10 Key Takeaways from the Latest Crop of Consumer Credit Cards

Leading U.S. credit card issuers continued to roll out new credit cards, as they look to attract new clients, cross-sell and upsell existing clients, and win a greater share of clients’ spending.  

The following are the common trends or standout elements that we identified among these new cards.  (Note that the table at the end of this blog provides a comparison of features/benefits of 10 cards that were introduced over the past 12 months.)

  1. Introductory offers are focused on generating balance transfer volume.  7 of the 10 cards have 0% introductory offers on either purchases and balance transfers or balance transfers only.  6 of these 7 introductory offers have a duration of at least 12 months.
  2. Go-to APRs continue to be prime-based and operate in a broad range.  The APR range of many of the new credit cards is at least 7 percentage points.  Two cards (American Express Cash Magnet®, and Wells Fargo Propel® American Express) have an APR range of 11 percentage points.
  3. Some cards offer a high earn rate on all purchases.  One approach to using rewards to attract and retain cardholders as well as drive more spending is to have an earn rate of more than 1% on all purchases.  The Citizens Bank Cash Back Plus® World Mastercard® stands out with an earn rate of 1.8% on all purchases with no limit and no annual fee.  The Barclaycard Arrival® Plus World Elite Mastercard® offers 2 miles per dollar on all spending, but carries an $89 annual fee (waived first year).
  4. Issuers continue to offer tiered earning structures.  To drive card preference and grow spending in categories where cards have traditionally had a low share, many new cards continue to use tiered rewards structures, with higher earning on categories like travel, gas, dining and groceries.  It is worth noting that these bonus earn rates do not come with monthly or annual spending caps.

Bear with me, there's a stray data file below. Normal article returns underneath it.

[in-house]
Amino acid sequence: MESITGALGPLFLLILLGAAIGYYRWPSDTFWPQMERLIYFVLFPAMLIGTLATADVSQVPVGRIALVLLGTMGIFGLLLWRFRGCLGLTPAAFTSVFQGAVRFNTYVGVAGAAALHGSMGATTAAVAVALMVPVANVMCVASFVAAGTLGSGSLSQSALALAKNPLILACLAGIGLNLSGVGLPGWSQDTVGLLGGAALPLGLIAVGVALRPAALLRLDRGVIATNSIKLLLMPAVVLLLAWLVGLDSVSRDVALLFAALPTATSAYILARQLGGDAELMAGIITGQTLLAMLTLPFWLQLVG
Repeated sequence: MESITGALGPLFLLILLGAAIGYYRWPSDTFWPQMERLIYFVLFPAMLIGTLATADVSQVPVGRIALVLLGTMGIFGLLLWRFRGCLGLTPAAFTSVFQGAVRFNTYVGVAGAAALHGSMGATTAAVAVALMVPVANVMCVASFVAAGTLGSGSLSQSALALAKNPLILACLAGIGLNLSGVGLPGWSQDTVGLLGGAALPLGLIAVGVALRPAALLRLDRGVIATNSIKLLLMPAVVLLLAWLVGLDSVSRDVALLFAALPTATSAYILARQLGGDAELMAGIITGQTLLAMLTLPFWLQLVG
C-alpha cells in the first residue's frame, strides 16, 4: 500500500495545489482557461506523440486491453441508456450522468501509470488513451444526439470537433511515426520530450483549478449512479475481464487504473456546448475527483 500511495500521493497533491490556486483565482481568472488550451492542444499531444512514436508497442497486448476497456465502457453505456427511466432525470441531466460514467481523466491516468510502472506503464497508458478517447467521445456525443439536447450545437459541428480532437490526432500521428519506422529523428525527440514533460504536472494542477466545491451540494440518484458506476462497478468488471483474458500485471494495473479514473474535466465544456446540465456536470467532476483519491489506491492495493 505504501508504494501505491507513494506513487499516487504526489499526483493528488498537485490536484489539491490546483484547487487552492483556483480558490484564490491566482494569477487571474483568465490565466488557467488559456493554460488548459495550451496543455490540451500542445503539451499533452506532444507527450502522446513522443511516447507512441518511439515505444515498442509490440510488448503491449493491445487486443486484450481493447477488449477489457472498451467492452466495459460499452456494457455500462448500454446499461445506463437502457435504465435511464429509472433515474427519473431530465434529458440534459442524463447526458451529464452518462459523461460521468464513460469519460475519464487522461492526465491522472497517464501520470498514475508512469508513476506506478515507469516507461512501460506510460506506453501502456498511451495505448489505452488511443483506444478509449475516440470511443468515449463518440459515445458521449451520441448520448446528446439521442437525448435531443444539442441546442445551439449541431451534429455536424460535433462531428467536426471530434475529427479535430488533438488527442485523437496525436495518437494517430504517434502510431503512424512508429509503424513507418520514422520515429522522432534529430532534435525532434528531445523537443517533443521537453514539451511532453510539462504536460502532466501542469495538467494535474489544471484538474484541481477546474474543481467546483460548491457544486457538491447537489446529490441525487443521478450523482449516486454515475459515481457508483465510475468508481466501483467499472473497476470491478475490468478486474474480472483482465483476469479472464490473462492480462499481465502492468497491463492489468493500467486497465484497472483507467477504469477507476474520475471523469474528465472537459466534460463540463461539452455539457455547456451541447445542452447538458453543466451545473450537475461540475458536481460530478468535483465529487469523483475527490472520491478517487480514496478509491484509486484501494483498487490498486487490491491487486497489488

5. Acquisition-and-activation bonus offers persist.  Issuers continue to promote bonus points/miles/cash back for activating the card and meeting a minimum spend requirement within an initial period (typically three months).  Higher-end cards that carry an annual fee also tend to have higher bonus levels.  Wells Fargo Propel American Express Card is looking to differentiate itself from competitors with a dual bonus structure: acquisition-and-activation bonus of 30,000 points and an additional 20,000 points for reaching a spending threshold in the first 12 months.
  6. Cards are offering redemption bonuses.  Some issuers are looking at rewards redemption as an opportunity to engender loyalty and preference.  Cards are offering bonuses:
  7. Most cards have no annual fees, but the cards that do carry an annual fee provide more features, higher earn levels and larger bonuses.  Annual fees tend to be waived the first year, although Navy Federal Credit Union’s Visa Signature® Flagship Rewards card has a $49 annual fee and no waiver. 
  8. Most cards apply a fee on balance transfers, usually a rate of 3% with a minimum of $5 or $10.  Navy FCU’s Visa Signature Flagship Rewards has no BT fees.  For its SavorOne℠ Rewards Card, Capital One imposes a fee of 3% during the card’s 15 month introductory period.  After this introductory period, there is no fee on balance transfers.
  9. Like BTs, most cash advances come with a fee (of 3% or 5%, with minimums of $5 or $10).  Again, Navy FCU stands out with no fee on cash advances.
  10. No foreign transactions fees are quickly becoming the norm, even on non-travel-based cards.

An Analysis of Leading U.S. Banks’ 2018 Marketing Spending

EMI analyzed 2018 marketing spend by 27 of the leading U.S. banks, and found that most banks are ramping up their investment in marketing.  The rise in marketing budgets is driven by a number of factors, including: